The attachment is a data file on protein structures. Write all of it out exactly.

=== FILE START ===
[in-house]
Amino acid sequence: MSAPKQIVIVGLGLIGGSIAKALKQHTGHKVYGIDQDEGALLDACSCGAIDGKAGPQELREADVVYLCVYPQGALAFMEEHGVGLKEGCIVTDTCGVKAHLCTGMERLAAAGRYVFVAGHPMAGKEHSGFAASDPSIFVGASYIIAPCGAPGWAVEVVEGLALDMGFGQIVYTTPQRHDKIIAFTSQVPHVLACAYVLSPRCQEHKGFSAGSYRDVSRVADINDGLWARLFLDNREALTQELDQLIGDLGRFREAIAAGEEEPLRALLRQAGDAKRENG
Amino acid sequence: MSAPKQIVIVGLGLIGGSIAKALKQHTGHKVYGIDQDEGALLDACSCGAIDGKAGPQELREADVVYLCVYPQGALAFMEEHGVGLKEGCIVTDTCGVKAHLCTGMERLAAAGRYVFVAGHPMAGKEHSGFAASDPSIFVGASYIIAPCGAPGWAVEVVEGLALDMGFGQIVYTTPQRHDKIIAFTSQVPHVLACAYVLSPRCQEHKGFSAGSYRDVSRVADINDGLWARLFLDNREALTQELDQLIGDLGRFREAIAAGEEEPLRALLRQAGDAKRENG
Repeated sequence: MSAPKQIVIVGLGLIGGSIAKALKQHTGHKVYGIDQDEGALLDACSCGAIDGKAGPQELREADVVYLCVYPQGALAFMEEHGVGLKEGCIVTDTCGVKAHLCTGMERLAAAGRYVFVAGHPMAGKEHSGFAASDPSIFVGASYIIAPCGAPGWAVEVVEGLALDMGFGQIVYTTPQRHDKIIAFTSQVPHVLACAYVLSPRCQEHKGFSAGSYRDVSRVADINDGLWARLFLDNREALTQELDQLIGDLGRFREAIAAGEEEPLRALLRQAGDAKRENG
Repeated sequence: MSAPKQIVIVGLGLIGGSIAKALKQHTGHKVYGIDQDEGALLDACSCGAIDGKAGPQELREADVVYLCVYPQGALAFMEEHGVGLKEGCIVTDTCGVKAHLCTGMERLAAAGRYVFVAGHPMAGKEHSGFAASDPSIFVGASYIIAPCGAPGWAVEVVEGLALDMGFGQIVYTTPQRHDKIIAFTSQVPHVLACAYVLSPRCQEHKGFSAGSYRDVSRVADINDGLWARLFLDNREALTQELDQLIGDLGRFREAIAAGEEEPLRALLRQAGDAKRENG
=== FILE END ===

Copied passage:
[in-house]
Amino acid sequence: MSAPKQIVIVGLGLIGGSIAKALKQHTGHKVYGIDQDEGALLDACSCGAIDGKAGPQELREADVVYLCVYPQGALAFMEEHGVGLKEGCIVTDTCGVKAHLCTGMERLAAAGRYVFVAGHPMAGKEHSGFAASDPSIFVGASYIIAPCGAPGWAVEVVEGLALDMGFGQIVYTTPQRHDKIIAFTSQVPHVLACAYVLSPRCQEHKGFSAGSYRDVSRVADINDGLWARLFLDNREALTQELDQLIGDLGRFREAIAAGEEEPLRALLRQAGDAKRENG
Amino acid sequence: MSAPKQIVIVGLGLIGGSIAKALKQHTGHKVYGIDQDEGALLDACSCGAIDGKAGPQELREADVVYLCVYPQGALAFMEEHGVGLKEGCIVTDTCGVKAHLCTGMERLAAAGRYVFVAGHPMAGKEHSGFAASDPSIFVGASYIIAPCGAPGWAVEVVEGLALDMGFGQIVYTTPQRHDKIIAFTSQVPHVLACAYVLSPRCQEHKGFSAGSYRDVSRVADINDGLWARLFLDNREALTQELDQLIGDLGRFREAIAAGEEEPLRALLRQAGDAKRENG
Repeated sequence: MSAPKQIVIVGLGLIGGSIAKALKQHTGHKVYGIDQDEGALLDACSCGAIDGKAGPQELREADVVYLCVYPQGALAFMEEHGVGLKEGCIVTDTCGVKAHLCTGMERLAAAGRYVFVAGHPMAGKEHSGFAASDPSIFVGASYIIAPCGAPGWAVEVVEGLALDMGFGQIVYTTPQRHDKIIAFTSQVPHVLACAYVLSPRCQEHKGFSAGSYRDVSRVADINDGLWARLFLDNREALTQELDQLIGDLGRFREAIAAGEEEPLRALLRQAGDAKRENG
Repeated sequence: MSAPKQIVIVGLGLIGGSIAKALKQHTGHKVYGIDQDEGALLDACSCGAIDGKAGPQELREADVVYLCVYPQGALAFMEEHGVGLKEGCIVTDTCGVKAHLCTGMERLAAAGRYVFVAGHPMAGKEHSGFAASDPSIFVGASYIIAPCGAPGWAVEVVEGLALDMGFGQIVYTTPQRHDKIIAFTSQVPHVLACAYVLSPRCQEHKGFSAGSYRDVSRVADINDGLWARLFLDNREALTQELDQLIGDLGRFREAIAAGEEEPLRALLRQAGDAKRENG